• A61K47/08Organic compounds, e.g. natural or synthetic hydrocarbons, polyolefins, mineral oil, petrolatum or ozokerite containing oxygen, e.g. ethers, acetals, ketones, quinones, aldehydes, peroxides
    • A61K47/10Alcohols; Phenols; Salts thereof, e.g. glycerol; Polyethylene glycols [PEG]; Poloxamers; PEG/POE alkyl ethers
    • AHUMAN NECESSITIES
    • A61MEDICAL OR VETERINARY SCIENCE; HYGIENE
    • A61KPREPARATIONS FOR MEDICAL, DENTAL, OR TOILET PURPOSES
    • A61K9/00Medicinal preparations characterised by special physical form
    • A61K9/20Pills, tablets, discs, rods
    • A61K9/2004Excipients; Inactive ingredients
    • A61K9/2009Inorganic compounds
    • AHUMAN NECESSITIES
    • A61MEDICAL OR VETERINARY SCIENCE; HYGIENE
    • A61KPREPARATIONS FOR MEDICAL, DENTAL, OR TOILET PURPOSES
    • A61K9/00Medicinal preparations characterised by special physical form
    • A61K9/20Pills, tablets, discs, rods
    • A61K9/2004Excipients; Inactive ingredients
    • A61K9/2022Organic macromolecular compounds
    • A61K9/2031Organic macromolecular compounds obtained otherwise than by reactions only involving carbon-to-carbon unsaturated bonds, e.g. polyethylene glycol, polyethylene oxide, poloxamers

Abstract

A pharmaceutical dosage form exhibiting a breaking strength of at least 500 N, wherein the dosage form contains a pharmacologically active ingredient (A); an inorganic salt (B); and a polyalkylene oxide (C) having a weight average molecular weight of at least 200,000 g/mol, wherein the content of the polyalkylene oxide (C) is at least 20 wt.-%, based on the total weight of the dosage form; wherein the pharmacologically active ingredient (A) is present in a controlled-release matrix comprising the inorganic salt (B) and the polyalkylene oxide (C) and wherein, under in vitro conditions, the release profile of the pharmacologically active ingredient (A) from the matrix comprises at least a time interval during which the release follows zero order kinetics.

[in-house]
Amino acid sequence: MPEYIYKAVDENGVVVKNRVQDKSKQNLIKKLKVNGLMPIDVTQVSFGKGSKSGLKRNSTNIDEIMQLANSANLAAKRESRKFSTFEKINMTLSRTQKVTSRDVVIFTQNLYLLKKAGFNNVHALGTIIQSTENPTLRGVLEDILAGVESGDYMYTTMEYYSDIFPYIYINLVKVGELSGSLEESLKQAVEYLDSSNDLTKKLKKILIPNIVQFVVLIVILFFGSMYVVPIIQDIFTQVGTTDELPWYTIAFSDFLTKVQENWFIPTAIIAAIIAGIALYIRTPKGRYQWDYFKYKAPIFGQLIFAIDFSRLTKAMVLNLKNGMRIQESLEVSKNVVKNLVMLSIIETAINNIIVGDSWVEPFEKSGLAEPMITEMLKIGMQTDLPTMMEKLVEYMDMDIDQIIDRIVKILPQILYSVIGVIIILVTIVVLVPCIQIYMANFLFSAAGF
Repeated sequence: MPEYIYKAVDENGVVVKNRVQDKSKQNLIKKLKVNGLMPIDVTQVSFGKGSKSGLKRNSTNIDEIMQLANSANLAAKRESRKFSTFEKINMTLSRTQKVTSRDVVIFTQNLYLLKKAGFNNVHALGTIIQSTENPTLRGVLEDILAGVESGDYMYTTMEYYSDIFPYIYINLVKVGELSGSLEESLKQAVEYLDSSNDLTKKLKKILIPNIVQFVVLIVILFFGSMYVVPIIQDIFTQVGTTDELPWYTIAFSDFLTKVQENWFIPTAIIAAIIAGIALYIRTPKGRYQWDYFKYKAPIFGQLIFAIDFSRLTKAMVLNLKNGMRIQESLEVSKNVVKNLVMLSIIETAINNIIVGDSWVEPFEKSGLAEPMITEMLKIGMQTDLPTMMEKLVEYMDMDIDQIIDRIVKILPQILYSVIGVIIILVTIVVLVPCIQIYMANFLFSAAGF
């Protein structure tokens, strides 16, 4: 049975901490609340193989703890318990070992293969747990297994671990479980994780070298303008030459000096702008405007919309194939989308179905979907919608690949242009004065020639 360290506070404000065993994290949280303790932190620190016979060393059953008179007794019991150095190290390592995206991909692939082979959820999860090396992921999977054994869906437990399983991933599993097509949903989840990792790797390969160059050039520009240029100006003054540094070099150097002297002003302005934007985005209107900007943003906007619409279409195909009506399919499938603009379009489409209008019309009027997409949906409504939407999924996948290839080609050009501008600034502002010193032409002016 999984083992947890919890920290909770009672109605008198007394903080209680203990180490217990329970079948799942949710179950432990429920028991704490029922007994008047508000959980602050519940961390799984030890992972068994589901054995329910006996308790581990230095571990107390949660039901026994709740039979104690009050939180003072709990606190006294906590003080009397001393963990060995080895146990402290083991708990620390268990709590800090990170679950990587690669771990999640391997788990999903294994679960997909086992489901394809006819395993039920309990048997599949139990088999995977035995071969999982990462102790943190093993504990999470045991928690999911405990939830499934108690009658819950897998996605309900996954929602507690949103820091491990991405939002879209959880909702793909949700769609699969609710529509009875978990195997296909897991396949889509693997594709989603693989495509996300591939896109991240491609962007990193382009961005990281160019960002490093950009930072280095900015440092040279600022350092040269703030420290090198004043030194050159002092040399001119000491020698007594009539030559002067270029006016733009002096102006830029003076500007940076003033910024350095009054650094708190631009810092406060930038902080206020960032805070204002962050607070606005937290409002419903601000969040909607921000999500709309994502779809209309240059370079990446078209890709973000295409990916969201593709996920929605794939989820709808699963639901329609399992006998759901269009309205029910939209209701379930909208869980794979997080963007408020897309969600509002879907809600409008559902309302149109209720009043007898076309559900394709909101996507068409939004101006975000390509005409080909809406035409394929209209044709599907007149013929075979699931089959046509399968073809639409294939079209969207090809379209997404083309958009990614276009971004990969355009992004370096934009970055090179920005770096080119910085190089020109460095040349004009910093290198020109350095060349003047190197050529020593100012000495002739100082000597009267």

Description

This application is a continuation of U.S. application Ser. No. 13/781,957, filed Mar. 1, 2013, which is a continuation of International Patent Application No. PCT/EP2011/004406, filed Sep. 1, 2011, and claims priority of U.S. Provisional Patent Application No. 61/379,513, filed on Sep. 2, 2010, and European Patent Application No. 10009121.4, filed on Sep. 2, 2010, the entire contents of which patent applications are incorporated herein by reference.